A version of this article previously appeared on Inc.
John Lusk, along with his Co-Author Kyle Harrison, leveraged their humble company's newsletter into The MouseDriver Chronicles, a New York Times bestselling book.
Along the way, they created a supportive community of emotionally attached stakeholders that would be the envy of any Social Media Manager. Here's how they pulled it off.
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You can watch/listen to how John and Kyle turned their email newsletter into an international bestseller in the following 9-minute excerpt from John's recent talk at UC Santa Barbara.
From 35 To 500 Readers
Upon graduation from Wharton, John and Kyle launched a startup based upon a simple, pedestrian product: a computer mouse shaped like the head of a golf driver. Putting their expensive educations to good use, they aptly named their novelty product a "MouseDriver".
Consistent with the statistics cited in Why Entrepreneurs Hate (Most) MBAs, the large majority of John and Kyle's classmates accepted positions at investment banks and consulting firms upon graduation. However, a number of them wanted to vicariously experience the startup world through John and Kyle's venture.
The company's newsletter was initially created to share their entrepreneurial journey with their family and friends. According to John, "So, we, we sent...(an email) to about 35 people. I said, 'Hey, listen were going to start writing this newsletter and it's going to highlight our trials and tribulations, our failures and our successes. It's gonna highlight our emotions, our ups and our downs. If you want to be kept informed just send me an email and let me know that you're in, and that was it. And of those 35 people... everybody opted in."
The opening paragraphs of that first newsletter are indicative of the captivating and accessible writing style, which eventually cultivated a huge audience.
We have no income and no venture capital funding. Our inventory is being financed by companies with names like Chase, Citibank, First USA and Capital One. Our office consists of a refrigerator, oven, sink, two desks, a bay window and one very large Texas flag. The only thing that makes our 7-second commute to work interesting is avoiding the inventory of computer mice stacked in our living room. We're motivated, passionate, excited, terrified and at many times, have absolutely no idea what we are doing. Every hour of the day is filled with constant mood swings and the question of "What the hell are we doing?" enters our minds on a daily basis.
But...we're having a great time and we truly believe that this is an experience of a lifetime.
Do you care to hear more?
It is difficult to nurture a community around a cool, sexy, highly engaging product. It is usually impossible to do so when the focal point is a novelty gift. Yet, without realizing it, John and Kyle had begun to build a community of virtual stakeholders who eventually developed an emotional bond with the company.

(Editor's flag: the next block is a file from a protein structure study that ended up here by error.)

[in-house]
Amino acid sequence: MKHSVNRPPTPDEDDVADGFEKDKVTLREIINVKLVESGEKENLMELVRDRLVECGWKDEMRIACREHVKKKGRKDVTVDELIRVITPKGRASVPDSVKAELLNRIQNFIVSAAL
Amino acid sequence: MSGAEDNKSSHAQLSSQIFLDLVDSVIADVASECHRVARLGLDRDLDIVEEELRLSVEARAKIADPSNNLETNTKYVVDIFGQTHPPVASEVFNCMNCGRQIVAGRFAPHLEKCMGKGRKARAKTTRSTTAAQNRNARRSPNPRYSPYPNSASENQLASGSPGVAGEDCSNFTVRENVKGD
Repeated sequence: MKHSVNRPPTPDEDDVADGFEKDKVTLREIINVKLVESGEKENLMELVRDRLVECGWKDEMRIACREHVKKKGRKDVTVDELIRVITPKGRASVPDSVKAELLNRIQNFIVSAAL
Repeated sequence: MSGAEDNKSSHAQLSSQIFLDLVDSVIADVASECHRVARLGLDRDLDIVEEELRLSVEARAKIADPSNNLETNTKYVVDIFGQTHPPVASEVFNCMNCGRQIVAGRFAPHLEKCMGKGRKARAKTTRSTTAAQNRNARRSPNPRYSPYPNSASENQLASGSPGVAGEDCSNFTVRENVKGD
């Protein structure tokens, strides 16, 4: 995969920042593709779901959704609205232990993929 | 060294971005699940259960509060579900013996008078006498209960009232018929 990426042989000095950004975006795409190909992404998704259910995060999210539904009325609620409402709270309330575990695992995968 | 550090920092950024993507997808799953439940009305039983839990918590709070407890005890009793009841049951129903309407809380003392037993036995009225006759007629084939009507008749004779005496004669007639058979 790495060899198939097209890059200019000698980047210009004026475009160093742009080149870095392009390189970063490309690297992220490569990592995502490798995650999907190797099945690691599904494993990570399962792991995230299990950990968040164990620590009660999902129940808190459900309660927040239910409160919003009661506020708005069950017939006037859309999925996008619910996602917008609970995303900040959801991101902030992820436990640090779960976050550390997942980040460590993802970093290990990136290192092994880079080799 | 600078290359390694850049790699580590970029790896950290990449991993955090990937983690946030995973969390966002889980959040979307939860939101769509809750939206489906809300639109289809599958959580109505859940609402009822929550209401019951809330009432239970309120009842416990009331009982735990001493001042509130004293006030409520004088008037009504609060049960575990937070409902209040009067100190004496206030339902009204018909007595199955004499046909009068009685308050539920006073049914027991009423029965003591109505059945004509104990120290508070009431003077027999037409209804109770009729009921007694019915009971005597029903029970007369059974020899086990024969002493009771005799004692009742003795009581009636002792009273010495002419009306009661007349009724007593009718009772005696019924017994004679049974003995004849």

To John's surprise, the number of subscribers to the company's newsletter began to quickly grow.“We started sending out the newsletter... in September of 1999. It was really no longer than a page um... every three weeks. And it was really kinda... blogging, in a sense. If we had a blogging platform then, we would have been blogging. The newsletter started to grow pretty quickly. Within three months, we had over 500 subscribers and again, you had to send me an email that said,' I'm in.' We weren't marketing the newsletter, it was just out there, sort of growing organically."
In addition to providing a source of emotional support and encouragement, John began to use the newsletter to solicit advice. According to John, "The newsletter became, sort of a de facto Advisory Board for us. We would send out some of our issues, we would highlight some of the problems and the challenges we were having with MouseDriver and all of a sudden, people would respond. I'm not talking about one or two people responding, we get 10, 15, 20 responses for a particular problem.
(For instance) we had a hard time collecting from the May Department Stores. They owed us $100,000 and we weren't really sure what to do, and we really needed the money. We talked about that in the newsletter, and we had like 12 or 13 responses from people saying, 'You need to contact so-and-so because they're a collections agent dealing with the May department stores, they can get your money back' and they were right. So we were connected to people that helped us get our money back. So in a sense, we crowdsourced our advisory board and... it worked phenomenally well."
The popularity of the company's newsletter soon began to grow at a pace that outstripped the MouseDriver's relatively meager sales. Per John, "We continue to grow the business and as the newsletter grew, the media kind of picked up on the story as well. The media... wasn't... saying, 'Wow, this is the best product ever and you guys are just killing it.' It was...'Wow, we've heard about your newsletter, and it seems to be motivating and inspiring entrepreneurs around the country. We'd love to talk to you about it.' (At this point) the Mouse Driver Insider Newsletter was really inspiring folks... from university professors, to VCs, to entertainers, the bankers, to other entrepreneurs, and that's what the media picked up on."